- Nuclear warfare
Nuclear warfare, or atomic warfare, is a military conflict or political strategy in which nuclear weaponry is detonated on an opponent. Compared to conventional warfare, nuclear warfare can be vastly more destructive in range and extent of damage. A major nuclear exchange could have severe long-term effects, primarily from radiation release but also from possible atmospheric pollution leading to nuclear winter, that could last for decades, centuries, or even millennia after the initial attack. Nuclear war is considered to bear existential risk for civilization on Earth.
Only two nuclear weapons have been used in the course of warfare, both by the United States near the end of World War II. On 6 August 1945, a uranium gun-type device code-named "Little Boy" was detonated over the Japanese city of Hiroshima. Three days later, on 9 August, a plutonium implosion-type device code-named "Fat Man" was exploded over Nagasaki, Japan. These two bombings resulted in the deaths of approximately 200,000 Japanese people—mostly civilians—from acute injuries sustained from the explosions.
After World War II, nuclear weapons were also developed by the United Kingdom, France, the Soviet Union, and the People's Republic of China, which contributed to the state of conflict and tension that became known as the Cold War. In the 1970s, India and in the 1990s, Pakistan, countries openly hostile to each other, developed nuclear weapons. Israel, North Korea, and South Africa are also believed to have developed nuclear weapons, although South Africa became the first country to subsequently abandon them. Nuclear weapons have been detonated on over two thousand occasions for testing purposes and demonstrations.
After the collapse of the Soviet Union in 1991 and the resultant end of the Cold War, the threat of a major nuclear war between the superpowers was generally thought to have receded. Since then, concern over nuclear weapons has shifted to the prevention of localized nuclear conflicts resulting from nuclear proliferation, and the threat of nuclear terrorism.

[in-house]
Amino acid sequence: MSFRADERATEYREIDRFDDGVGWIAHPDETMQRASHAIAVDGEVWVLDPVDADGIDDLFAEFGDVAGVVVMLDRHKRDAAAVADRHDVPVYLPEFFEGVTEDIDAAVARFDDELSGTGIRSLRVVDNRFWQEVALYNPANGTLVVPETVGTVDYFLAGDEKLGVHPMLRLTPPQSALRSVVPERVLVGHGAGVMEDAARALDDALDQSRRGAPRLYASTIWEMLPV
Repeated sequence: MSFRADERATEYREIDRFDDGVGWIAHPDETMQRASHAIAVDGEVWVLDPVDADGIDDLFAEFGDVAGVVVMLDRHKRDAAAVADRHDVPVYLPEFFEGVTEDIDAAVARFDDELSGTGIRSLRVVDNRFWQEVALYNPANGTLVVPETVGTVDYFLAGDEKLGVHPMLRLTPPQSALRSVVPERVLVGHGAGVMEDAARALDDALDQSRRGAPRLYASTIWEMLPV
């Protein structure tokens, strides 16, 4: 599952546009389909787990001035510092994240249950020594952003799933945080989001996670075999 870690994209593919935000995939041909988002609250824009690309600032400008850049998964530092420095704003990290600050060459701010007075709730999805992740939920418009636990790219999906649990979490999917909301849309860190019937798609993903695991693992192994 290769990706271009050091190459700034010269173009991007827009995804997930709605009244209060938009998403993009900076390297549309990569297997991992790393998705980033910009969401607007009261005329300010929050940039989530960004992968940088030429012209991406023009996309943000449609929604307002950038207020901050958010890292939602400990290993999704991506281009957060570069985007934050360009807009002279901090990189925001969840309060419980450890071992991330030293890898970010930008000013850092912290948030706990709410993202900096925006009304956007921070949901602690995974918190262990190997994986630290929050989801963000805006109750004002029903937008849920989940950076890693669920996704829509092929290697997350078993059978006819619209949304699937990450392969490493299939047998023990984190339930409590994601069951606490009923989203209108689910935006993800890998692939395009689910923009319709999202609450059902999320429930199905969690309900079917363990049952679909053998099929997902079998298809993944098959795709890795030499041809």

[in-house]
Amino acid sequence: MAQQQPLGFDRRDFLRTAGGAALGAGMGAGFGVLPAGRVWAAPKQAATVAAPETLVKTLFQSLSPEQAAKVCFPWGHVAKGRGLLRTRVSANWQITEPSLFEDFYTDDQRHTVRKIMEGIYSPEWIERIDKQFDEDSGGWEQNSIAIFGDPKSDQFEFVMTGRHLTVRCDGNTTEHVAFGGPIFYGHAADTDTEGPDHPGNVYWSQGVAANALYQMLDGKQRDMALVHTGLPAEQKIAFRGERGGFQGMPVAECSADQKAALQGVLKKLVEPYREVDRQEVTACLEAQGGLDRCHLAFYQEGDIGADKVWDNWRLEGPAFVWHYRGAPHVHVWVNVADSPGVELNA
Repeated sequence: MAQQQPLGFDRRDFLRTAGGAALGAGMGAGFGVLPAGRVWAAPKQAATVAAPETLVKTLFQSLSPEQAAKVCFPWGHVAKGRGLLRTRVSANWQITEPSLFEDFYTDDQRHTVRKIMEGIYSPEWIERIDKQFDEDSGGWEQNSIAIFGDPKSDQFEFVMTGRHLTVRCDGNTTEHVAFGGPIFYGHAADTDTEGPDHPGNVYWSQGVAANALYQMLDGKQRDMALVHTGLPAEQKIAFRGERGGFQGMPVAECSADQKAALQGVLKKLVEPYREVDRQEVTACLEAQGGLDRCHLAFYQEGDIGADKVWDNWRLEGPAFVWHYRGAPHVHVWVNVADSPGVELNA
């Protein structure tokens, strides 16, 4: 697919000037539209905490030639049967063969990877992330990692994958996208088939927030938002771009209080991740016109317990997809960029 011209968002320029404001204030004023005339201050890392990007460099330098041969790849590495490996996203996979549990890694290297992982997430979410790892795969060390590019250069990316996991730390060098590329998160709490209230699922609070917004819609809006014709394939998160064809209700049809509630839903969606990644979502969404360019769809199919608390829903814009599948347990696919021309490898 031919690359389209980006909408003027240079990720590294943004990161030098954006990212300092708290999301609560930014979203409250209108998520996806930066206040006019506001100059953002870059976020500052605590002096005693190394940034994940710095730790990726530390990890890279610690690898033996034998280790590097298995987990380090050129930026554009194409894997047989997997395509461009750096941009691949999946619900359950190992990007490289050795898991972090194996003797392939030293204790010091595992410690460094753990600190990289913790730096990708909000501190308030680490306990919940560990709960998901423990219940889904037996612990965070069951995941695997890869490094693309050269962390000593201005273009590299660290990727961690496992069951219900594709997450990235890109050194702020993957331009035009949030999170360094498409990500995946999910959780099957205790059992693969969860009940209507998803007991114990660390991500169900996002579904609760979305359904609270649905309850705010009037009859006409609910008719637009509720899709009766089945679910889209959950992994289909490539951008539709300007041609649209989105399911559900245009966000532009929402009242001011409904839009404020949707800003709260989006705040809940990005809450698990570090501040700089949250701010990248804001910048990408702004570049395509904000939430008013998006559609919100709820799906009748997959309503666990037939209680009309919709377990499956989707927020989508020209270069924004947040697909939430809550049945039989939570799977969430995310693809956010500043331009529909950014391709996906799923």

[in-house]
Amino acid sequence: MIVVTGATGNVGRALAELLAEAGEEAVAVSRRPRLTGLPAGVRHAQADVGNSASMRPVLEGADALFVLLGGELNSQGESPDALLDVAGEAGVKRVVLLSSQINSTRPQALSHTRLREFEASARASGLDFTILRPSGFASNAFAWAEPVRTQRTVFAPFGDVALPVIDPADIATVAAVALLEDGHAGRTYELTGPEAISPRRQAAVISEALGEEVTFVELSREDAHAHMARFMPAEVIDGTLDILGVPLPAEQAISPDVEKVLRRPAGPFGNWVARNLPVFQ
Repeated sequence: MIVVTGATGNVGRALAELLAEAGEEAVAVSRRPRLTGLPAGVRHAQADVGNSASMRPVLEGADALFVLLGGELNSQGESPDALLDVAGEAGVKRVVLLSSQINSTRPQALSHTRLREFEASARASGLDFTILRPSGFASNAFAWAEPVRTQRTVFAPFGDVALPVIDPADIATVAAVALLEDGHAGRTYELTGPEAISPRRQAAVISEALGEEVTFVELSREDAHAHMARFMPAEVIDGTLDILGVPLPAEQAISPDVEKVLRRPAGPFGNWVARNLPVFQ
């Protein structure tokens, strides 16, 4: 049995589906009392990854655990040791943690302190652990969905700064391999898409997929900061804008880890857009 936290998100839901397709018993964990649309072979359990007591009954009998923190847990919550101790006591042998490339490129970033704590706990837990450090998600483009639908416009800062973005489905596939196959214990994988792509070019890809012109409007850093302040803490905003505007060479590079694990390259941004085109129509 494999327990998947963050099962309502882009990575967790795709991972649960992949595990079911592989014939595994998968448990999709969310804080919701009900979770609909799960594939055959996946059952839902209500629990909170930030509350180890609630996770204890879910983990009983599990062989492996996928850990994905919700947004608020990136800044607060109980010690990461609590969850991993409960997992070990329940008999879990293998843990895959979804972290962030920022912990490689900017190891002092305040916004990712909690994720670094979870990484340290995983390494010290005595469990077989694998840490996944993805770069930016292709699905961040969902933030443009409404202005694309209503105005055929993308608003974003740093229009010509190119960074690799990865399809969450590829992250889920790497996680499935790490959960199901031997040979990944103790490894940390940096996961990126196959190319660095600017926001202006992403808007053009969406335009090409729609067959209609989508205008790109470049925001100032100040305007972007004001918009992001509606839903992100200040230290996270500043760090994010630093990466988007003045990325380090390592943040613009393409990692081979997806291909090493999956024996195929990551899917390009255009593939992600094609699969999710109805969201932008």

Types of nuclear warfare
The possibility of using nuclear weapons in war is usually divided into two subgroups, each with different effects and potentially fought with different types of nuclear armaments.
The first, a limited nuclear war (sometimes attack or exchange), refers to a small scale use of nuclear weapons by one or more parties. A "limited nuclear war" would consist of a limited exchange between two nuclear powers targeting each other's military facilities, either as an attempt to pre-emptively cripple the enemy's ability to attack as a defensive measure or as a prelude to an invasion by conventional forces as an offensive measure. This term would apply to any limited use of nuclear weapons, which may involve either military or civilian targets.[dubious ][according to whom?]
The second, a full-scale nuclear war, consists of large numbers of weapons used in an attack aimed at an entire country, including military, economic and civilian targets. Such an attack would almost certainly destroy the entire economic, social, and military infrastructure of the target nation, and would probably have a devastating effect on Earth's biosphere.